Last week the government did what most people had predicted would eventually happen. Tired of the bickering and worried that the country would end up with egg on its face, Prime Minister Manmohan Singh took charge of the preparations for the 2010 Commonwealth Games (CWG).
Overnight, prospects of infrastructure being readied in time for the Games next October brightened. A day after Mint reported the PM’s move on 5 November, the Congress-led United Progressive Alliance (UPA) decided to more than double the funding for the Games. With the infusion of new energy and funding, it is very likely that the projects connected with the event will be completed on schedule.
But is that it? Absolutely not. First of all, it is tragic that despite the oversight of a sports minister, chief minister and a raft of specialists, it requires the PM’s intervention to salvage a situation arising out of a lack of planning or vision. The PM, beset with economic, political and security issues, surely has enough on his plate to now worry about bailing out lax political colleagues. Secondly, in the public eye, unfortunately so, the crux of the problem is getting the infrastructure up and ready in time. Part of this is thanks to the very ugly and avoidable public spat between Indian Olympic Association (IOA) chief and Delhi CWG organizing committee’s chairman Suresh Kalmadi and CWG Federation’s chief executive office (CEO) Mike Hooper.
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The end result was that public attention has focused on how these differences in the management team would delay matters further and eventually result in the infrastructure not being readied in time.
Unfortunately, this is only part of the problem and, ironically, probably the only thing that the country may get right by next October. Two things immediately stand out: one emerged from a conversation with a sports writer friend and another in the context of the upcoming first anniversary of the 26/11 terror attacks in Mumbai.
The first is the issue of legacy and the second is with respect to developing a robust and flexible disaster management system.
Getting the infrastructure ready for the fortnight-long Games is important, no doubt, but has any thought been given to how these expensive assets will be utilized afterwards and how the CWG can be harnessed to move this city and country forward—herein lies the legacy of the Games. Significantly, at the time when Hooper and Kalmadi were publicly slugging it out, Glasgow, which is the host of the 2014 Commonwealth Games, put out its legacy plan (www.scotland.gov.uk/Publications/2009/08/21141849/0) on 1 September—five years ahead of the actual Games!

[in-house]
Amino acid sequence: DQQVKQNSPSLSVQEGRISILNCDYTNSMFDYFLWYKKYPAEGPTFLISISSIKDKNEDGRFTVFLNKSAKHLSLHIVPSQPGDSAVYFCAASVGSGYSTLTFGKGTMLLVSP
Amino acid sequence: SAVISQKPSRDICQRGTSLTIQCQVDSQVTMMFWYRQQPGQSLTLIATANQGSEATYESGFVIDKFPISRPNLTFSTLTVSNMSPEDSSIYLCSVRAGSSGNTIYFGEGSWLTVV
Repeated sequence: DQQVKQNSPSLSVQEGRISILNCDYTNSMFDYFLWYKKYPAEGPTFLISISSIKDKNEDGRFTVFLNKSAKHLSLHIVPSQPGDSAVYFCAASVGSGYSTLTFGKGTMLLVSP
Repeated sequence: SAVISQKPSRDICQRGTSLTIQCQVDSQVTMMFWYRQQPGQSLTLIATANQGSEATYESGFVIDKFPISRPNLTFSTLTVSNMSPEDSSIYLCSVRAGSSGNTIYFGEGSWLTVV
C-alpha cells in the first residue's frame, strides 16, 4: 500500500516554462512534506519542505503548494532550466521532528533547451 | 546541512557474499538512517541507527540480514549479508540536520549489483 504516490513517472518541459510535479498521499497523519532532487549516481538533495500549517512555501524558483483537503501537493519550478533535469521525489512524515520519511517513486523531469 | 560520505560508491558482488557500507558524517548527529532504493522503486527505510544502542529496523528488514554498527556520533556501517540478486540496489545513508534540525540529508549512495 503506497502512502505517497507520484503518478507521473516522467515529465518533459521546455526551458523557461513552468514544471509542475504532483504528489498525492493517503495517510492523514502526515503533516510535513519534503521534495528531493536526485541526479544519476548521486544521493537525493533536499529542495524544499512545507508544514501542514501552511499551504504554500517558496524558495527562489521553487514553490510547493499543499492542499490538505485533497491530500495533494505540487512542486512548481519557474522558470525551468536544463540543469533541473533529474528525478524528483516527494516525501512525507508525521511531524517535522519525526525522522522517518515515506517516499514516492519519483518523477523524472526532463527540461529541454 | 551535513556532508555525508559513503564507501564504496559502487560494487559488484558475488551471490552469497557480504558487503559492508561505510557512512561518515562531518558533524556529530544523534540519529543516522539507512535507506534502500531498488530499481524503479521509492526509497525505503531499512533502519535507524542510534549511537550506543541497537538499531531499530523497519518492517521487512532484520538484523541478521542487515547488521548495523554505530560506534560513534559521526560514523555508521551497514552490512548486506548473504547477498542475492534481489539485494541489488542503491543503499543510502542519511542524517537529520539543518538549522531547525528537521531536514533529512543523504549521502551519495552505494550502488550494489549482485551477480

As the Scottish government put it, “This plan sets out our aspirations before, during and after the Games to 2019. This is the start of the story and highlights how we intend to go forward over the coming years to ensure we reap the benefits of Glasgow 2014 and other major events. An Active Scotland, A Connected Scotland, A Sustainable Scotland and A Flourishing Scotland represent our ambitions for a lasting and positive legacy. They are about making faster progress towards a healthier nation; developing healthy communities; and a strong and flourishing economy.”
I don’t recall anyone discussing any legacy plan for the New Delhi CWG—the second biggest international sporting event hosted by the Indian capital since the 1982 Asian Games.
A search on the CWG website shows this throwaway in a sub-section titled legacy under City Plans: “And, of course, the Games will leave behind dramatically improved, world-class sports facilities that generations of Indian sportspersons can use in the future. The establishment of an Olympic-size pool as well as a gym in the Delhi University will boost sports among the youth of Delhi.” It overlooks the fact that only a section of the students in the National Capital Region study in Delhi University, leave alone the rest of the country.
Like Scotland, India today is poised on the cusp of a has-been country trying to realize its potential against mindblowing odds. The CWG could have been instead turned into a fantastic opportunity to generate momentum towards propelling India to a 21st century where 50% of its population does not have to worry about missing out on a daily meal and we could produce our own Usain Bolt—the most consummate athlete we have seen so far and of course the fastest man in the world.
If this is disappointing, more worrying is the failure to evolve a credible disaster management system. The Mumbai attacks showed us how unprepared we are to deal with a terrorist assault. Especially since the odds are so much in favour of the terrorists—they need only one chance to succeed while the authorities can’t afford to fail even once.
Leave aside such a frightening prospect, what’s worrying is whether the city can deal with even mundane occurrences—an unexpected downpour, a power outage and so on—in a situation where there are so many moving parts. May be the government has a plan, or may be it doesn’t—either is equally plausible.
Which begs the question: Isn’t it time that we shed our chalta hai attitude and give some serious thought to how we plan for such big-ticket sporting events before we even contemplate pitching for them in the first place?
Anil Padmanabhan is a deputy managing editor of Mint and writes every week on the intersection of politics and economics.
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